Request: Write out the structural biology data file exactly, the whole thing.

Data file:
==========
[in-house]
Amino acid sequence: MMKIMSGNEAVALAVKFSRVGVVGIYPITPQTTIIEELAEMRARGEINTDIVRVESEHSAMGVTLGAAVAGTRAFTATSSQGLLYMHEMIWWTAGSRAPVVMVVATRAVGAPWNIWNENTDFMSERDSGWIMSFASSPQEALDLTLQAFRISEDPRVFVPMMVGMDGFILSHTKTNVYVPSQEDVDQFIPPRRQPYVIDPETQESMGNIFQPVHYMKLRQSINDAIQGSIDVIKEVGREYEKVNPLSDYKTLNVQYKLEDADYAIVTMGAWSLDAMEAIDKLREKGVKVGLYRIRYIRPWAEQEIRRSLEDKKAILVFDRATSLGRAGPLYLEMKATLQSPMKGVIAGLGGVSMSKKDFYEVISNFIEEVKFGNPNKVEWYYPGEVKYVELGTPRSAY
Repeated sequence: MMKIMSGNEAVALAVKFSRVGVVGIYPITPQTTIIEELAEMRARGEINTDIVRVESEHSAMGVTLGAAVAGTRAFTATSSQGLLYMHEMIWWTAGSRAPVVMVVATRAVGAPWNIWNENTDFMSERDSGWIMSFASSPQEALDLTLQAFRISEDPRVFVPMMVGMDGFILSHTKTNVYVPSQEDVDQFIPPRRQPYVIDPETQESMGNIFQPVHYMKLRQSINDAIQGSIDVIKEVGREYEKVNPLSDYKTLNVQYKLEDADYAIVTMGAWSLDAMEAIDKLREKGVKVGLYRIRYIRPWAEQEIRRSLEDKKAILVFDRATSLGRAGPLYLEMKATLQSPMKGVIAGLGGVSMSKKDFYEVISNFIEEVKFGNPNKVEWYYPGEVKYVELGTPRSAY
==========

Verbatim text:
[in-house]
Amino acid sequence: MMKIMSGNEAVALAVKFSRVGVVGIYPITPQTTIIEELAEMRARGEINTDIVRVESEHSAMGVTLGAAVAGTRAFTATSSQGLLYMHEMIWWTAGSRAPVVMVVATRAVGAPWNIWNENTDFMSERDSGWIMSFASSPQEALDLTLQAFRISEDPRVFVPMMVGMDGFILSHTKTNVYVPSQEDVDQFIPPRRQPYVIDPETQESMGNIFQPVHYMKLRQSINDAIQGSIDVIKEVGREYEKVNPLSDYKTLNVQYKLEDADYAIVTMGAWSLDAMEAIDKLREKGVKVGLYRIRYIRPWAEQEIRRSLEDKKAILVFDRATSLGRAGPLYLEMKATLQSPMKGVIAGLGGVSMSKKDFYEVISNFIEEVKFGNPNKVEWYYPGEVKYVELGTPRSAY
Repeated sequence: MMKIMSGNEAVALAVKFSRVGVVGIYPITPQTTIIEELAEMRARGEINTDIVRVESEHSAMGVTLGAAVAGTRAFTATSSQGLLYMHEMIWWTAGSRAPVVMVVATRAVGAPWNIWNENTDFMSERDSGWIMSFASSPQEALDLTLQAFRISEDPRVFVPMMVGMDGFILSHTKTNVYVPSQEDVDQFIPPRRQPYVIDPETQESMGNIFQPVHYMKLRQSINDAIQGSIDVIKEVGREYEKVNPLSDYKTLNVQYKLEDADYAIVTMGAWSLDAMEAIDKLREKGVKVGLYRIRYIRPWAEQEIRRSLEDKKAILVFDRATSLGRAGPLYLEMKATLQSPMKGVIAGLGGVSMSKKDFYEVISNFIEEVKFGNPNKVEWYYPGEVKYVELGTPRSAY